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Sahar Assaf. Photo: Raja Mouawad
Articles, Essays, Volume 3

Theatre as an Optimistic Political Act: Lebanese Theatre Artist Sahar Assaf

Theatre as an Optimistic Political Act:
Lebanese Theatre Artist Sahar Assaf
By Michael Malek Najjar
Arab StagesVolume 2, Number 1 (Fall 2015)
©2015 by Martin E. Segal Theatre Center Publications

Lebanese actress, director, and theatre professor Sahar Assaf has been creating important theatre and performance works for the past decade. Her productions have served a vital function in the cultural life of Lebanon, namely that of memorialization. Lebanese society has generally refused to memorialize its brutal civil war, which lasted from 1975 to 1990. The main imperative was to move forward rather than look back at a conflict that left more than 150,000 dead and millions displaced. Theatre artists like Assaf have challenged this notion by creating introspective works that focus on the violence of the past while considering how that violence has shaped Lebanon’s present. With the onslaught of the Syrian civil war and as millions of Syrian refugees have crossed into Lebanon, a new and more urgent desire to address that war’s horrific aftermath has arisen. Assaf’s work fills a void in Lebanese life and arts by scrutinizing the past and examining the present with the hope for a better future.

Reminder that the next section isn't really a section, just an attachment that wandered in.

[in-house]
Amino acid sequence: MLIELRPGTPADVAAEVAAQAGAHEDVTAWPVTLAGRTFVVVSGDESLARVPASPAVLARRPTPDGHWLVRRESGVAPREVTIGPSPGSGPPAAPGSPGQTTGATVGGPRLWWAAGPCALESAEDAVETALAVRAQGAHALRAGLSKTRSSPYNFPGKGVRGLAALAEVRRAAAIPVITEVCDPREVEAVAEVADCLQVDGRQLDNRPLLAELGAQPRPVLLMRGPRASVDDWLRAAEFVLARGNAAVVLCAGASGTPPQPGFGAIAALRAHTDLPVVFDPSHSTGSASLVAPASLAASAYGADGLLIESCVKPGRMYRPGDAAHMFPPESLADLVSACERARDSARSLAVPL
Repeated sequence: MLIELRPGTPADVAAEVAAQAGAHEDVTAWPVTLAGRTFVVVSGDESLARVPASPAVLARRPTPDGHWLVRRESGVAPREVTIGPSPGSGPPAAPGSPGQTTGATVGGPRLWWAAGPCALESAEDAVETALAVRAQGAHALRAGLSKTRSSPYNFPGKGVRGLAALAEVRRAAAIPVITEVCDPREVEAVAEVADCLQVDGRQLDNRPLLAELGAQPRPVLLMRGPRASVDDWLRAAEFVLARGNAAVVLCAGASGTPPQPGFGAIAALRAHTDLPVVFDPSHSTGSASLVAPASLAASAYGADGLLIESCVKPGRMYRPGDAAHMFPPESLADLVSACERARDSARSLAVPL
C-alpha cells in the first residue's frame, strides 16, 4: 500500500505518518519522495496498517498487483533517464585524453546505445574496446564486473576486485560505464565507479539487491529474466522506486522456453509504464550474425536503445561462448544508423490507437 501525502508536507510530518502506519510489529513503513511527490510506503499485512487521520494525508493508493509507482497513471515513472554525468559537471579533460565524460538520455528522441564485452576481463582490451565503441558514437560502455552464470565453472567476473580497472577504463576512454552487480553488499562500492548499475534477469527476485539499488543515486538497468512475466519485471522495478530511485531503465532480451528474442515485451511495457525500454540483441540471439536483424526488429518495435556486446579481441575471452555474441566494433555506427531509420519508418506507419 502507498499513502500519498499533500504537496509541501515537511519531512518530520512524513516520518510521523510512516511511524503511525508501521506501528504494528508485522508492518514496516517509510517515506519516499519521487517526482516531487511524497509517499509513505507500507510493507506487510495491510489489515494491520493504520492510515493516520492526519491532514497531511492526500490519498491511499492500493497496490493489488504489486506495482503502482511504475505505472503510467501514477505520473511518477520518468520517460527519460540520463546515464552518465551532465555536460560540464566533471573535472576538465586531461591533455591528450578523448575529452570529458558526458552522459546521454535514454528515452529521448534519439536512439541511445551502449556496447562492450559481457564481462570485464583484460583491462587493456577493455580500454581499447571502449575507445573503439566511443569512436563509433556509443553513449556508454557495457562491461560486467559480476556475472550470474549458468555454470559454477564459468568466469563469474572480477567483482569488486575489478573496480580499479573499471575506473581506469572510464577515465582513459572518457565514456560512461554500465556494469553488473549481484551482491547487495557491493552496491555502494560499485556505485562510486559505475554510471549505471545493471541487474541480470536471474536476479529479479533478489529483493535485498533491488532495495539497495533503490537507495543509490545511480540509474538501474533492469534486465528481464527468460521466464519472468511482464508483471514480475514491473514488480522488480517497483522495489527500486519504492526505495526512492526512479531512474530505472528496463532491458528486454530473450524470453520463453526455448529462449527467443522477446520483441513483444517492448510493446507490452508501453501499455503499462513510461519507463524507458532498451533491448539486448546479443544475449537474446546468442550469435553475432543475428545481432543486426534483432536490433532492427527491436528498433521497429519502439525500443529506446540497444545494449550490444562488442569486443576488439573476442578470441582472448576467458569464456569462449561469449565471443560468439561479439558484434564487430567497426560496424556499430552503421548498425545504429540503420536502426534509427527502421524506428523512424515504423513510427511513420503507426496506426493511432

Born to a Druze family in Warhanieh, a small village in the Shouf Mountains of Lebanon, Assaf grew up during the Lebanese Civil War. As a child Assaf spent most of her time witnessing village life and the “happenings” that would occur there — fish and clothing sellers as well as Druze weddings and funerals. Since the desire to study acting and directing for the stage is not always well received in Druze culture, Assaf ultimately worked toward her Bachelor of Arts in Journalism with a specialty in Television and Radio, and later a Master of Arts in Sociology from the American University of Beirut (AUB). Her first foray into directing came with various drama clubs where she directed plays by Tawfiq al-Hakim, Sophocles, Michael Frayn, and Neil Simon. She was a Fulbright recipient while studying at Central Washington University for her Master of Arts in Theatre Studies. Assaf also has a Professional Executive Masters in Psychosocial Animation in War-torn Societies and is currently working toward licensure in drama therapy. She is a member of the prestigious Lincoln Center Theater Directors Lab and, currently, she works as an assistant professor of theatre at AUB.

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